I work, a lot. Like home by 10PM, weekend office visits, late night email checks, declining circle of girlfriends due to missed birthdays and limited socializing time, a lot.
Not to say I don’t enjoy my work, but somewhere between the 9 to 5, freelance gigs, managing a website, side hustles and life, things can get a little hectic.
For the most part I manage the madness fairly well. In fact, I usually welcome it. Seldom verbalizing my mental fatigue and congratulating myself for being the I-N-D-E-P-E-N-D-E-N-T, career-focused millennial I was bred to be. If I had to summarize my life in a hashtag or tweet it’d be something along the lines of #OnlyTheStrongSucceed hashtag or “This is the life of a go-getter”. You know, the self -empowering jargon designed to keep hope alive that in the midst of emails and teleconferences, bae, lazy Sundays, recreational reading and Powerball-esque paychecks will eventually find their way to me. Like I said, on most days I thrive on this. It’s my lifeline. The quest for greatness is my motivator, the perfect addiction, my stamp of approval certifying I’ll never be a basic chick and that the world may one day remember my name. Quietly, my ego also appreciates having the admiration and respect of my peers; always being the one “on the go” or making moves. You know, doing real boss chick, grown woman type stuff.
But then there are those days. The days when I wonder if the sacrifices are worth the success. If the late nights are worth the loneliness, or if the hard work, strained relationships, work before love, life and “me time” will even pay off. And like clockwork, the “what ifs” are quickly followed by the guilt of breaking the Super Black Woman Do-It-All code. Like the cultural stigma goes, as a woman of color it’s a given that the journey to the top will be twice as hard, so it’s only natural and expected that I put in double the work with the least bit of complaint, right? I mean if Oprah and Beyoncé can do it, surely I shouldn’t have any qualms about a few late nights and missed happy hours…right? Hmm, well until I have the luxury of sh**ing millions, being single, tired, pumped full of Subway and cross-eyed from a night of emails may be an issue.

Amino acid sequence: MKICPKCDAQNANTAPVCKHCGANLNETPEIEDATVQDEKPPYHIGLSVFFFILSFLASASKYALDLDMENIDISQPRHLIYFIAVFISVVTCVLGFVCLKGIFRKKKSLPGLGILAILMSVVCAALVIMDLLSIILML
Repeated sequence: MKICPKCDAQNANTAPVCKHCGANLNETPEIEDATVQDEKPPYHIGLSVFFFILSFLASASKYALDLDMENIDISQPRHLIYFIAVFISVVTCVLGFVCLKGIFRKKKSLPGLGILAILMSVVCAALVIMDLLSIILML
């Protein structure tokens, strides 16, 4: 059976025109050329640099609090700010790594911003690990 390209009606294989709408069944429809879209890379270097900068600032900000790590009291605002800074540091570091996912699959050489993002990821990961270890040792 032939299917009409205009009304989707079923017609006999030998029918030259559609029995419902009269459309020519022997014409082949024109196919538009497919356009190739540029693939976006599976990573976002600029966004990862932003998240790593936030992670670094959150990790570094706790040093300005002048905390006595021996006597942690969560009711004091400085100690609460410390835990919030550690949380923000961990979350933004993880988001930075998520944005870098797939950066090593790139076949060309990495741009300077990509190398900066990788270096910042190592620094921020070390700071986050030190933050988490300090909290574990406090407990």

Life is short and there are men to be had, drinks to be consumed and blessings to be absorbed. Did God really intend for us to be on the grind 24/7? While “grinding”, sacrifice and over-achieving are essential to succeeding, what good is success if you’re too exasperated by the journey to enjoy the fruits of your of hard work? As I grow spiritually and professionally, I’m learning that success is a 360˚ experience made up of more than a title and decent salary. It’s the perfect blend of professional, physical, mental and spiritual contentment, none of which can be achieved solely from your work laptop. I’m all for “leaning in,” but lean in too much and the only thing left to do is fall.
So, in an effort reduce gray hair growth everywhere, let’s all make a pledge to chill the f**k out.
Now in full transparency, I will admit transitioning out of “grind mode” is a lot easier said than done. Once Monday hits, the rest of the week is literally a blur. Top it off with work that is actually enjoyable and it’s that much harder to step away. But while the process may be glacial, I’m discovering it’s critical to living what Lady Oprah has deemed my “best life.” So, as I begin my journey to breathe again, I’ve made a personal pledge to leave the office on time at least once a week. A seemingly small but actually monumental baby step if you’re anything like me.
As I challenge myself to create a better work-life balance, I encourage you to do the same and carve out a little time just for you, away from the phones, emails, the office and anything else that stands in the way of a much-needed break. Whether it’s a quick jog, new hobby, weekend getaway, romp with the boo, lunch with the girls, or a 15-minute power nap or prayer, allow yourself the time to rest, rejuvenate and regain a solid hold of your total wellbeing. You deserve it, and more importantly you’ve earned it.